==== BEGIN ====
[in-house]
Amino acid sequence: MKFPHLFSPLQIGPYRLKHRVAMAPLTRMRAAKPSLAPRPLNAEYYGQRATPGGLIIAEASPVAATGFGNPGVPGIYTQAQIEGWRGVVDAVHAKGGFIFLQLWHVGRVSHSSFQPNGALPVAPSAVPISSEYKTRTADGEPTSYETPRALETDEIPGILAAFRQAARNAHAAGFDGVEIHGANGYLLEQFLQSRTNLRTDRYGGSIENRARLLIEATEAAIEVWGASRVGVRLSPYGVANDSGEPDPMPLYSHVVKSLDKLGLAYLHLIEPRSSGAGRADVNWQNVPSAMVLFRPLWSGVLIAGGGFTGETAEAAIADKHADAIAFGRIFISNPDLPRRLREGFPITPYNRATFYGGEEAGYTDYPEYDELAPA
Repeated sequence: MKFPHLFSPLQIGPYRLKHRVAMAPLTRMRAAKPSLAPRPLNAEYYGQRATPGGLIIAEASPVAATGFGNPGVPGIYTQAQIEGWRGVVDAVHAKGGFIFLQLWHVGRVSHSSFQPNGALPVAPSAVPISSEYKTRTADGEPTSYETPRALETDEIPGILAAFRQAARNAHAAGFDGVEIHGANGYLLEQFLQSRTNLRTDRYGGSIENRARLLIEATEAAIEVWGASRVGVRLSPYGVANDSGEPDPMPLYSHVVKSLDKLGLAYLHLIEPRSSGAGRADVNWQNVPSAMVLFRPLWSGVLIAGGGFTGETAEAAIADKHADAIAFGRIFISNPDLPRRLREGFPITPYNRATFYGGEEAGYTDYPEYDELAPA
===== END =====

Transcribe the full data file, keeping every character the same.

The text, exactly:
[in-house]
Amino acid sequence: MKFPHLFSPLQIGPYRLKHRVAMAPLTRMRAAKPSLAPRPLNAEYYGQRATPGGLIIAEASPVAATGFGNPGVPGIYTQAQIEGWRGVVDAVHAKGGFIFLQLWHVGRVSHSSFQPNGALPVAPSAVPISSEYKTRTADGEPTSYETPRALETDEIPGILAAFRQAARNAHAAGFDGVEIHGANGYLLEQFLQSRTNLRTDRYGGSIENRARLLIEATEAAIEVWGASRVGVRLSPYGVANDSGEPDPMPLYSHVVKSLDKLGLAYLHLIEPRSSGAGRADVNWQNVPSAMVLFRPLWSGVLIAGGGFTGETAEAAIADKHADAIAFGRIFISNPDLPRRLREGFPITPYNRATFYGGEEAGYTDYPEYDELAPA
Repeated sequence: MKFPHLFSPLQIGPYRLKHRVAMAPLTRMRAAKPSLAPRPLNAEYYGQRATPGGLIIAEASPVAATGFGNPGVPGIYTQAQIEGWRGVVDAVHAKGGFIFLQLWHVGRVSHSSFQPNGALPVAPSAVPISSEYKTRTADGEPTSYETPRALETDEIPGILAAFRQAARNAHAAGFDGVEIHGANGYLLEQFLQSRTNLRTDRYGGSIENRARLLIEATEAAIEVWGASRVGVRLSPYGVANDSGEPDPMPLYSHVVKSLDKLGLAYLHLIEPRSSGAGRADVNWQNVPSAMVLFRPLWSGVLIAGGGFTGETAEAAIADKHADAIAFGRIFISNPDLPRRLREGFPITPYNRATFYGGEEAGYTDYPEYDELAPA